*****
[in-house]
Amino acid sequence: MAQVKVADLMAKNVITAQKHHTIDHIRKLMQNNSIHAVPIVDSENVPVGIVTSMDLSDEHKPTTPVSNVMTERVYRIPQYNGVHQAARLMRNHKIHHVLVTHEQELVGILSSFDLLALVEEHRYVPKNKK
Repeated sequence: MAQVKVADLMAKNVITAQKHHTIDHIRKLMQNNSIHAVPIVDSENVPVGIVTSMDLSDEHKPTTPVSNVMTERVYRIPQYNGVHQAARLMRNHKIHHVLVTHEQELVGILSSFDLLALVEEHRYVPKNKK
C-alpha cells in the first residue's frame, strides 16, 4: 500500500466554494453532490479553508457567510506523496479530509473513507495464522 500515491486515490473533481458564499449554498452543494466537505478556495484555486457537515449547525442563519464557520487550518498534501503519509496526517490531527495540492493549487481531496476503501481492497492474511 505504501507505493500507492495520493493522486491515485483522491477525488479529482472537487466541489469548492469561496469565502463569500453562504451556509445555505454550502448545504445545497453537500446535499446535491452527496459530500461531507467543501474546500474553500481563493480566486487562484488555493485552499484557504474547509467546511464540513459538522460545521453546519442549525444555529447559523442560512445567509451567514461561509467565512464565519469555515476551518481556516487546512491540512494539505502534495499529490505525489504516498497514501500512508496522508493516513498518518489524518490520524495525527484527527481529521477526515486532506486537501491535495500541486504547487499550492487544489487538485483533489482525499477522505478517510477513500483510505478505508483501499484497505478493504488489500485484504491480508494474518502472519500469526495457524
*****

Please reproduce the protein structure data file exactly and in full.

[in-house]
Amino acid sequence: MAQVKVADLMAKNVITAQKHHTIDHIRKLMQNNSIHAVPIVDSENVPVGIVTSMDLSDEHKPTTPVSNVMTERVYRIPQYNGVHQAARLMRNHKIHHVLVTHEQELVGILSSFDLLALVEEHRYVPKNKK
Repeated sequence: MAQVKVADLMAKNVITAQKHHTIDHIRKLMQNNSIHAVPIVDSENVPVGIVTSMDLSDEHKPTTPVSNVMTERVYRIPQYNGVHQAARLMRNHKIHHVLVTHEQELVGILSSFDLLALVEEHRYVPKNKK
C-alpha cells in the first residue's frame, strides 16, 4: 500500500466554494453532490479553508457567510506523496479530509473513507495464522 500515491486515490473533481458564499449554498452543494466537505478556495484555486457537515449547525442563519464557520487550518498534501503519509496526517490531527495540492493549487481531496476503501481492497492474511 505504501507505493500507492495520493493522486491515485483522491477525488479529482472537487466541489469548492469561496469565502463569500453562504451556509445555505454550502448545504445545497453537500446535499446535491452527496459530500461531507467543501474546500474553500481563493480566486487562484488555493485552499484557504474547509467546511464540513459538522460545521453546519442549525444555529447559523442560512445567509451567514461561509467565512464565519469555515476551518481556516487546512491540512494539505502534495499529490505525489504516498497514501500512508496522508493516513498518518489524518490520524495525527484527527481529521477526515486532506486537501491535495500541486504547487499550492487544489487538485483533489482525499477522505478517510477513500483510505478505508483501499484497505478493504488489500485484504491480508494474518502472519500469526495457524